Look out for my next Our Dogs Best of Health article which is all about the power of data to generate insights and solutions for Dachshund health and welfare problems.

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National Canine Health Testing Week: 21-27 November

NCHTW DachsThe KC has issued a Press Release about National Canine Health Testing Week which is one of the Kennel Club’s annual initiatives to raise awareness of the importance of breeding and buying puppies from appropriately health tested and health screened parents.

During the week, dog breeders and puppy buyers will be provided with information on which health tests and screening schemes may be relevant to their dogs, tools to assist breeders in making health related breeding decisions and information for puppy buyers to ask the right questions before buying a puppy.

Dog owners are being encouraged to take a ‘dog’s eye view’ photograph of their four-legged friends as part of this year’s National Canine Health Testing Week (21st to 27th November). To take a #DogsEyeView photo, the Kennel Club is asking people to take a picture of their dog from behind, with the ears, head or whole body in shot, to show the dog’s view. The photo could be taken low to the ground and should emphasise how a dog sees the world. The dog could be looking at a stunning view, going for a walk through the woods, meeting family and friends or doing an everyday activity. Photos can be funny, serious, or poignant, and should be posted on social media using the hashtags #DogsEyeView and #NCHTW.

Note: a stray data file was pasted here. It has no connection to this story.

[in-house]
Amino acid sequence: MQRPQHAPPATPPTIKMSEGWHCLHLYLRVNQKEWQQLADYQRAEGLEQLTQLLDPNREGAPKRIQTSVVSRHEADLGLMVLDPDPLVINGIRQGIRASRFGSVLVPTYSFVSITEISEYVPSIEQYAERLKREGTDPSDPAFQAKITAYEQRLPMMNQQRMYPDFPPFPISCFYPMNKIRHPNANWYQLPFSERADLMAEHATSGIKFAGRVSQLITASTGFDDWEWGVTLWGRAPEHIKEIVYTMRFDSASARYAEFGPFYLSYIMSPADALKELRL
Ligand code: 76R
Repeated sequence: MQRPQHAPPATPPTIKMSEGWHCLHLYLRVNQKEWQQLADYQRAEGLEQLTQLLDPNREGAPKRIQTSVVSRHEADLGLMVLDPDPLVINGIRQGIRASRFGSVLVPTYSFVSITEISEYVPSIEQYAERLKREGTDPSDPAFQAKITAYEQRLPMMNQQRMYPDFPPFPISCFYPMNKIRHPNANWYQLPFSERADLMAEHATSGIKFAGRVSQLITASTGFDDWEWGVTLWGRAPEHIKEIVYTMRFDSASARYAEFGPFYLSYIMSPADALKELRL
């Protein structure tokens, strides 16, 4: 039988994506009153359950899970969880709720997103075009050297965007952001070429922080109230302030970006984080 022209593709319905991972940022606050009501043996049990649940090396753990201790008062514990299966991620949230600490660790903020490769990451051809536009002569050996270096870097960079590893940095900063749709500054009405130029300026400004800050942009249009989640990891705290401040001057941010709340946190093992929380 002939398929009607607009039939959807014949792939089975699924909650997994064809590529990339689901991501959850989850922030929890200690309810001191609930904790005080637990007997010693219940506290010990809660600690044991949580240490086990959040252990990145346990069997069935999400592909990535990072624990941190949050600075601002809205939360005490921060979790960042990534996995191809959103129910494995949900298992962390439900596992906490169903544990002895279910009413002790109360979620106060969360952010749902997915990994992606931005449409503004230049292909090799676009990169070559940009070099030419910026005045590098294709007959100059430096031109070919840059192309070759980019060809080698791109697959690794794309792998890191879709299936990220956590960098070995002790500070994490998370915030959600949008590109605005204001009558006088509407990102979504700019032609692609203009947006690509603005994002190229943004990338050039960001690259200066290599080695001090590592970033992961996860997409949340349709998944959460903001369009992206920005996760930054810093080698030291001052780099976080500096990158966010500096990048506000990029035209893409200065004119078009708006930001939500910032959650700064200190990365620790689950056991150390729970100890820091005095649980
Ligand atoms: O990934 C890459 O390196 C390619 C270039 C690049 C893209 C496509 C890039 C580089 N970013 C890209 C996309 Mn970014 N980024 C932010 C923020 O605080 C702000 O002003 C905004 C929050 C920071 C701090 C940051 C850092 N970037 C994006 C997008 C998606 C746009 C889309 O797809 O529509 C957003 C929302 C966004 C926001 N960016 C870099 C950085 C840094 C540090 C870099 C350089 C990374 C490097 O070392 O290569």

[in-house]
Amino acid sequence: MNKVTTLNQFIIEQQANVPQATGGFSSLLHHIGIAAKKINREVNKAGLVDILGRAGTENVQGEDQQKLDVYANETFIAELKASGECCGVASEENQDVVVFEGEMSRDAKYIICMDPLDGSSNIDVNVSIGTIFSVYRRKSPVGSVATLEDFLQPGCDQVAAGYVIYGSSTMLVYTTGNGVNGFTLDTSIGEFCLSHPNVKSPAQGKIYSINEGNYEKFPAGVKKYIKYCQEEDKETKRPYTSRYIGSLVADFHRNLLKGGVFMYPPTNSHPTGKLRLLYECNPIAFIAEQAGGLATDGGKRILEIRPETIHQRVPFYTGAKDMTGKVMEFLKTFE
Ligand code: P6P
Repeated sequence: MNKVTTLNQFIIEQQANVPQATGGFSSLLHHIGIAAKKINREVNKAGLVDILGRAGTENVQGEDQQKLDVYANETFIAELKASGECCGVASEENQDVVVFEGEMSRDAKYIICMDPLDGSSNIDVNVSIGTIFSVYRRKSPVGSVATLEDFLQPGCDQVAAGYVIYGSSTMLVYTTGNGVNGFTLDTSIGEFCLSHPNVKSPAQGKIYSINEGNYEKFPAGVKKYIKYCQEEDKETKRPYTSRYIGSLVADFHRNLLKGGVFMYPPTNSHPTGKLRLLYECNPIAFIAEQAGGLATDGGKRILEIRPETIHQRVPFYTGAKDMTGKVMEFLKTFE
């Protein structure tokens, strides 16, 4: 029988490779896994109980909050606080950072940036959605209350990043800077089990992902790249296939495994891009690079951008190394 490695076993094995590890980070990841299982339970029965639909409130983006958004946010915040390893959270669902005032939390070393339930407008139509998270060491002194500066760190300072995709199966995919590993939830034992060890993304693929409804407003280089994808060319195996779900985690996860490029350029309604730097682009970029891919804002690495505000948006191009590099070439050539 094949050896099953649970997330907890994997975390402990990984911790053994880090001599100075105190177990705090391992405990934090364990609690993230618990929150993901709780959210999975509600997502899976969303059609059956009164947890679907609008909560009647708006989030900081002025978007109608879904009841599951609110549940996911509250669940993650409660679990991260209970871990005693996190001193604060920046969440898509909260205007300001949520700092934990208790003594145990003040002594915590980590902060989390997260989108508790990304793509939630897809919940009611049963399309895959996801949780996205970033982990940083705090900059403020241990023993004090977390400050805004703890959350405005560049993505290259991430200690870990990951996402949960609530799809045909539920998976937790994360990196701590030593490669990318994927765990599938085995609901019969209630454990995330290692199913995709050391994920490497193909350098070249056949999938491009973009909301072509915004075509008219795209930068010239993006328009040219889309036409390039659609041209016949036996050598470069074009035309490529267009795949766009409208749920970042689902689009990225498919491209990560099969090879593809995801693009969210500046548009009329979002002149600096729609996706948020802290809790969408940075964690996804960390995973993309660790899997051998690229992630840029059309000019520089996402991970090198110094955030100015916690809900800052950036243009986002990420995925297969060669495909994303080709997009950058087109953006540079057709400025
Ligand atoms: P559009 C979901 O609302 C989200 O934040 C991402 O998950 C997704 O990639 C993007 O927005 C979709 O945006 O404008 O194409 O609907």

This is a good opportunity to take a look at the Breed Council’s recently launched IVDD Screening Programme. If your Dachshund is between 24 and 48 months old, and you plan to breed from him/her, please consider joining the screening programme which is being subsidised by the Health Fund.

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DachsLife 2015: an investigation of lifestyle associations with the risk of IVDD in Dachshunds

I am thrilled to be listed as a co-author of this peer-reviewed paper which has been published in the Canine Genetics and Epidemiology Journal. My co-authors from the Royal Veterinary College carried out a further analysis of our DachsLife 2015 Breed Survey which looked at the lifestyle factors that influence the risk of back disease in Dachshunds.

Thank you, once again, to the owners of the 2000+ Dachshunds who submitted a survey report on their dogs and made this study possible.

Abstract

Background